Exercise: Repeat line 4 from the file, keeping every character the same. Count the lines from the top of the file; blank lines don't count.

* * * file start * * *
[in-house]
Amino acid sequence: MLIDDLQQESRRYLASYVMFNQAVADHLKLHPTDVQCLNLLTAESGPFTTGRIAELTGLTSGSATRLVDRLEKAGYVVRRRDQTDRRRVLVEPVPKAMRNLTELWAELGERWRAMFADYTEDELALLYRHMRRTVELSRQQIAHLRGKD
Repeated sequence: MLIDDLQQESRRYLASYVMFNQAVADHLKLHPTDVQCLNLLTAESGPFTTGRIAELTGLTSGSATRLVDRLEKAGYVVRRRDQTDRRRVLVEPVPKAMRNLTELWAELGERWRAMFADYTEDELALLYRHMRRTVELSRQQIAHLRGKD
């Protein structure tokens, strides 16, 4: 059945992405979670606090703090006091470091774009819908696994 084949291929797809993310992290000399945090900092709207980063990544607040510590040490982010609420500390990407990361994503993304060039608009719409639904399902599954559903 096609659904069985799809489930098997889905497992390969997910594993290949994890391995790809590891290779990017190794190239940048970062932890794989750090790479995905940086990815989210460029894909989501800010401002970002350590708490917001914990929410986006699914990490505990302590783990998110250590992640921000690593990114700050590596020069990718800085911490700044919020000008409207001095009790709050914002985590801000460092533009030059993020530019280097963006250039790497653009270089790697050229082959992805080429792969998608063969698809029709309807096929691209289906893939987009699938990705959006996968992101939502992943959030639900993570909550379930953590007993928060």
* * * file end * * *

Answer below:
């Protein structure tokens, strides 16, 4: 059945992405979670606090703090006091470091774009819908696994 084949291929797809993310992290000399945090900092709207980063990544607040510590040490982010609420500390990407990361994503993304060039608009719409639904399902599954559903 096609659904069985799809489930098997889905497992390969997910594993290949994890391995790809590891290779990017190794190239940048970062932890794989750090790479995905940086990815989210460029894909989501800010401002970002350590708490917001914990929410986006699914990490505990302590783990998110250590992640921000690593990114700050590596020069990718800085911490700044919020000008409207001095009790709050914002985590801000460092533009030059993020530019280097963006250039790497653009270089790697050229082959992805080429792969998608063969698809029709309807096929691209289906893939987009699938990705959006996968992101939502992943959030639900993570909550379930953590007993928060």